Donor-Derived Viral Specific T-cells (VSTs)

  • End date
    Mar 31, 2024
  • participants needed
  • sponsor
    Children's Hospital Medical Center, Cincinnati
Updated on 4 October 2022
stem cell transplantation
bone marrow transplant
absolute neutrophil count
cmv infection
cns infection


In this research study, the investigators want to learn more about the use of donor-derived viral specific T-cells (VSTs) to treat viral infections that occur after allogeneic stem cell transplant. A viral specific T cell is a T lymphocyte (a type of white blood cell) that kills cells that are infected (particularly with viruses). Allogeneic means the stem cells come from another person. These VSTs are cells specially designed to fight the virus infections that can happen after a bone marrow transplant.

The investigators are asking people who have undergone or will undergo an allogeneic stem cell transplant to enroll in this research study, because viral infections are a common problem after allogeneic stem cell transplant and can cause significant complications including death.

Stem cell transplant reduces a person's ability to fight infections. There is an increased risk of getting new viral infections or reactivation of viral infections that the patient has had in the past, such as cytomegalovirus (CMV), Epstein-Barr virus (EBV), adenovirus (ADV), BK virus (BKV), and JC virus. There are anti-viral medicines available to treat these infections, though not all patients will respond to the standard treatments. Moreover, treatment of viral infections is expensive and time consuming, with families often administering prolonged treatments with intravenous anti-viral medications, or patients requiring prolonged admissions to the hospital. The medicines can also have side effects like damage to the kidneys or reduction in the blood counts, so in this study the investigators are trying to find an easier way to treat these infections.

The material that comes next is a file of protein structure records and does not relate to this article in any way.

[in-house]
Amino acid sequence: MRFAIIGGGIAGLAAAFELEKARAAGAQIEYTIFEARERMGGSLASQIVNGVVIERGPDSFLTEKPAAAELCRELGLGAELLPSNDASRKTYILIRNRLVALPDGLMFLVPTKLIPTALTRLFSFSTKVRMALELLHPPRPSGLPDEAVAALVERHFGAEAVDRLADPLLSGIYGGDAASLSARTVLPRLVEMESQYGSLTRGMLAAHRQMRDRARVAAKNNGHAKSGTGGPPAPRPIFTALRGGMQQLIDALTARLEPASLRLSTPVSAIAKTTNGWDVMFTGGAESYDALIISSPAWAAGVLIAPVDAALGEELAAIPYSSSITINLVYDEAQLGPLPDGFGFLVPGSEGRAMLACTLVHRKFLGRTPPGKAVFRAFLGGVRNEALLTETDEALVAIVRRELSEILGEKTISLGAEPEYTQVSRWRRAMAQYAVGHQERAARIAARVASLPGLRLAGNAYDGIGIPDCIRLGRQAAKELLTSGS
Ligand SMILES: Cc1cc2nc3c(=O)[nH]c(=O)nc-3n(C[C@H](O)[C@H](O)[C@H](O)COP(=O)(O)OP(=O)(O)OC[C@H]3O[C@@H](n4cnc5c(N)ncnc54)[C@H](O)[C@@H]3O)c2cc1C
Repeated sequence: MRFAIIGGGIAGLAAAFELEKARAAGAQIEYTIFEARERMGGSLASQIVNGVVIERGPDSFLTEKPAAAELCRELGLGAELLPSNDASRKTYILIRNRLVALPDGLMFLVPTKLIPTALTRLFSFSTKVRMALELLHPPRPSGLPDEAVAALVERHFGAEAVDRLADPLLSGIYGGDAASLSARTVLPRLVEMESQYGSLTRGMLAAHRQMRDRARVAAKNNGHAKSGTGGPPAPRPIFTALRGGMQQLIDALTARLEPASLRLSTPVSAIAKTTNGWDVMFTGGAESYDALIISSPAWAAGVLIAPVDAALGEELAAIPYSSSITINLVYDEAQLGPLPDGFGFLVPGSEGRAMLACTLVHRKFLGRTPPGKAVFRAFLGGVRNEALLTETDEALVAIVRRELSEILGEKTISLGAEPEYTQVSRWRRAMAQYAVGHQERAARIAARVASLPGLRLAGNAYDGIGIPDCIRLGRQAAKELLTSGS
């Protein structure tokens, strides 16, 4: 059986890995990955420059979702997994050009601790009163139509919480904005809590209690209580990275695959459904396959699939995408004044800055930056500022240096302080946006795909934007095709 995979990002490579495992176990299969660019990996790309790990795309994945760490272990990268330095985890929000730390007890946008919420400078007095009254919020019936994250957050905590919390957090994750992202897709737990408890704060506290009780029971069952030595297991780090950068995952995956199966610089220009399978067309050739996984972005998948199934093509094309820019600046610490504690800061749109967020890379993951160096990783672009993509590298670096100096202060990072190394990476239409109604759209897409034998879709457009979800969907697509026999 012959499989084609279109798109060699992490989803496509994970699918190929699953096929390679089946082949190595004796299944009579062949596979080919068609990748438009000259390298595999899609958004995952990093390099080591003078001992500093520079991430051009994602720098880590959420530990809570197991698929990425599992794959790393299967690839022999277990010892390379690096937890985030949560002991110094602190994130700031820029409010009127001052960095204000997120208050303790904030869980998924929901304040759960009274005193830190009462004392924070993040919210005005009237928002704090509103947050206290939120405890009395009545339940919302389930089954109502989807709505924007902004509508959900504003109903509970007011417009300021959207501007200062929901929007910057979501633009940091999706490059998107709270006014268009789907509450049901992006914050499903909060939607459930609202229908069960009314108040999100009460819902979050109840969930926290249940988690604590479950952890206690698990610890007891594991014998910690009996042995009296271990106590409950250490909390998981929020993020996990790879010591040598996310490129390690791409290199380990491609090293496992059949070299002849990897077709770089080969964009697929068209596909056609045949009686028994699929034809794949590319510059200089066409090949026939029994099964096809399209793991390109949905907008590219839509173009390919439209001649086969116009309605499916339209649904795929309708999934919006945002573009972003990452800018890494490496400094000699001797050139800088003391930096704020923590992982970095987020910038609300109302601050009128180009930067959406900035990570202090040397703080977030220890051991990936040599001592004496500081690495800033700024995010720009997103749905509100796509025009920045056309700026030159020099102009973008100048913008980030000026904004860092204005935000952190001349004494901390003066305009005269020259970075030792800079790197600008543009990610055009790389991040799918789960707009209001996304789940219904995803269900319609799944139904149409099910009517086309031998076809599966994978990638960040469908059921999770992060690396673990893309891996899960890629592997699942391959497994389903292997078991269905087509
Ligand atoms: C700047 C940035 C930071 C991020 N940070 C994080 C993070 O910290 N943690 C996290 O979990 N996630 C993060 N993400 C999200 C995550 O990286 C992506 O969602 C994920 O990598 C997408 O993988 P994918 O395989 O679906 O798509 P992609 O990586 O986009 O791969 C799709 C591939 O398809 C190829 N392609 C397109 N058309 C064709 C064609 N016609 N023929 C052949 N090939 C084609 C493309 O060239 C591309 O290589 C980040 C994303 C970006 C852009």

The stem cell matched donor will be asked to provide a blood donation for the VSTs generation. In the laboratory, the investigators will treat this blood sample to select out the cells that will help fight viruses. The cells will be grown with peptides (protein fragments that represent parts of the virus that will encourage the donor immune cells to grow). The cells will be grown in the laboratory so that there is a stock of virus fighting cells for the patient to use in the future. The investigators will freeze the cells and store them in a freezer in the laboratory.

If the patient has signs of virus in their blood after the transplant, they will be given the cells to help fight the infection. If there are signs that the cells are helping fight the infection, more cells may be given. The patient may get the cells up to 5 times, with 21 days between each treatment (this timeframe may be shortened to 14 days for patients with no evidence of viral response). If the patient does not show signs of a virus, the cells will stay in the freezer.

Following VST infusion, (s)he will be monitored with physical exams daily while inpatient and weekly while outpatient as well as blood tests weekly until 30 days after the last infusion of cells. The patient will have 3 teaspoons (15 mL) of blood drawn and urine collected before each cell infusion and then once a week after each infusion for 4 weeks and then once a month if possible for 1 year after the last infusion, all to monitor for the viral response.

Condition Viral Infections, Viral infection, Viral Reactivation, Allogeneic Stem Cell Transplant
Treatment Viral Specific CTL Infusion, Viral Specific VST Infusion
Clinical Study IdentifierNCT02048332
SponsorChildren's Hospital Medical Center, Cincinnati
Last Modified on4 October 2022


Yes No Not Sure

Inclusion Criteria

Recipient must be at least 21 days after stem cell infusion
Clinical status must allow tapering of steroids to 0.5mg/kg prednisone or other steroid equivalent
Recipient must have achieved engraftment with ANC 500

Exclusion Criteria

Active acute GVHD grades II-IV
Uncontrolled bacterial or fungal infection
Uncontrolled relapse of malignancy
Infusion of ATG or alemtuzumab within 2 weeks of VST infusion
Clear my responses

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